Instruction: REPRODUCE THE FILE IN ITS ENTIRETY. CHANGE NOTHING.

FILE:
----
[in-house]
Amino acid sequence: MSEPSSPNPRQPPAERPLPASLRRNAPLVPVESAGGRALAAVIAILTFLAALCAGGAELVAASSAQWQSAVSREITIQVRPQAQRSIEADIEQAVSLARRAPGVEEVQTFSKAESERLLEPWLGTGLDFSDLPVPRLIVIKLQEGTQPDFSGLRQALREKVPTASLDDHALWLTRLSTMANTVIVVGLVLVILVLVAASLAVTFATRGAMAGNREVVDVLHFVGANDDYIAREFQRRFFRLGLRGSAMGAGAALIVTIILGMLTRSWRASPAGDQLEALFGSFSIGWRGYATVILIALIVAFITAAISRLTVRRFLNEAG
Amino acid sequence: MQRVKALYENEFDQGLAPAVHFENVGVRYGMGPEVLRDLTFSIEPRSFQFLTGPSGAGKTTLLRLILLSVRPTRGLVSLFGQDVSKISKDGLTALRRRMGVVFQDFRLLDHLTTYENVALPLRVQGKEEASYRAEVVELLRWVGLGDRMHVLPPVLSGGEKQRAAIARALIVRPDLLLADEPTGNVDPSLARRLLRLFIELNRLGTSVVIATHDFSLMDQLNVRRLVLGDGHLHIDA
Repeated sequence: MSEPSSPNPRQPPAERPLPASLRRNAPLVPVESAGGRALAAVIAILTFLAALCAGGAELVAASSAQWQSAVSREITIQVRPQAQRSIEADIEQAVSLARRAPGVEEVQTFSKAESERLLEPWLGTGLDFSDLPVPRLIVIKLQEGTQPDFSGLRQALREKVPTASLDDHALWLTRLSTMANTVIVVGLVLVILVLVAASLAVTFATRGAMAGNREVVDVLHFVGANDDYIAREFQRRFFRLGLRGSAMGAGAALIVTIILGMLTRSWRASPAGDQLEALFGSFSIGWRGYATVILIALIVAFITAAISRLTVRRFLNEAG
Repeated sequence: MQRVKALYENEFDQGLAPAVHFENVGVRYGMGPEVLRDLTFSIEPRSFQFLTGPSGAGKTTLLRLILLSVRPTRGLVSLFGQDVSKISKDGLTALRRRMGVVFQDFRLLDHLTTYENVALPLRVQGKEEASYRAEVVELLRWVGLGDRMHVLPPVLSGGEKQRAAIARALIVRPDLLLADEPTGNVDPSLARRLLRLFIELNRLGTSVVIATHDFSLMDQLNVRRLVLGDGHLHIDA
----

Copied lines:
[in-house]
Amino acid sequence: MSEPSSPNPRQPPAERPLPASLRRNAPLVPVESAGGRALAAVIAILTFLAALCAGGAELVAASSAQWQSAVSREITIQVRPQAQRSIEADIEQAVSLARRAPGVEEVQTFSKAESERLLEPWLGTGLDFSDLPVPRLIVIKLQEGTQPDFSGLRQALREKVPTASLDDHALWLTRLSTMANTVIVVGLVLVILVLVAASLAVTFATRGAMAGNREVVDVLHFVGANDDYIAREFQRRFFRLGLRGSAMGAGAALIVTIILGMLTRSWRASPAGDQLEALFGSFSIGWRGYATVILIALIVAFITAAISRLTVRRFLNEAG
Amino acid sequence: MQRVKALYENEFDQGLAPAVHFENVGVRYGMGPEVLRDLTFSIEPRSFQFLTGPSGAGKTTLLRLILLSVRPTRGLVSLFGQDVSKISKDGLTALRRRMGVVFQDFRLLDHLTTYENVALPLRVQGKEEASYRAEVVELLRWVGLGDRMHVLPPVLSGGEKQRAAIARALIVRPDLLLADEPTGNVDPSLARRLLRLFIELNRLGTSVVIATHDFSLMDQLNVRRLVLGDGHLHIDA
Repeated sequence: MSEPSSPNPRQPPAERPLPASLRRNAPLVPVESAGGRALAAVIAILTFLAALCAGGAELVAASSAQWQSAVSREITIQVRPQAQRSIEADIEQAVSLARRAPGVEEVQTFSKAESERLLEPWLGTGLDFSDLPVPRLIVIKLQEGTQPDFSGLRQALREKVPTASLDDHALWLTRLSTMANTVIVVGLVLVILVLVAASLAVTFATRGAMAGNREVVDVLHFVGANDDYIAREFQRRFFRLGLRGSAMGAGAALIVTIILGMLTRSWRASPAGDQLEALFGSFSIGWRGYATVILIALIVAFITAAISRLTVRRFLNEAG
Repeated sequence: MQRVKALYENEFDQGLAPAVHFENVGVRYGMGPEVLRDLTFSIEPRSFQFLTGPSGAGKTTLLRLILLSVRPTRGLVSLFGQDVSKISKDGLTALRRRMGVVFQDFRLLDHLTTYENVALPLRVQGKEEASYRAEVVELLRWVGLGDRMHVLPPVLSGGEKQRAAIARALIVRPDLLLADEPTGNVDPSLARRLLRLFIELNRLGTSVVIATHDFSLMDQLNVRRLVLGDGHLHIDA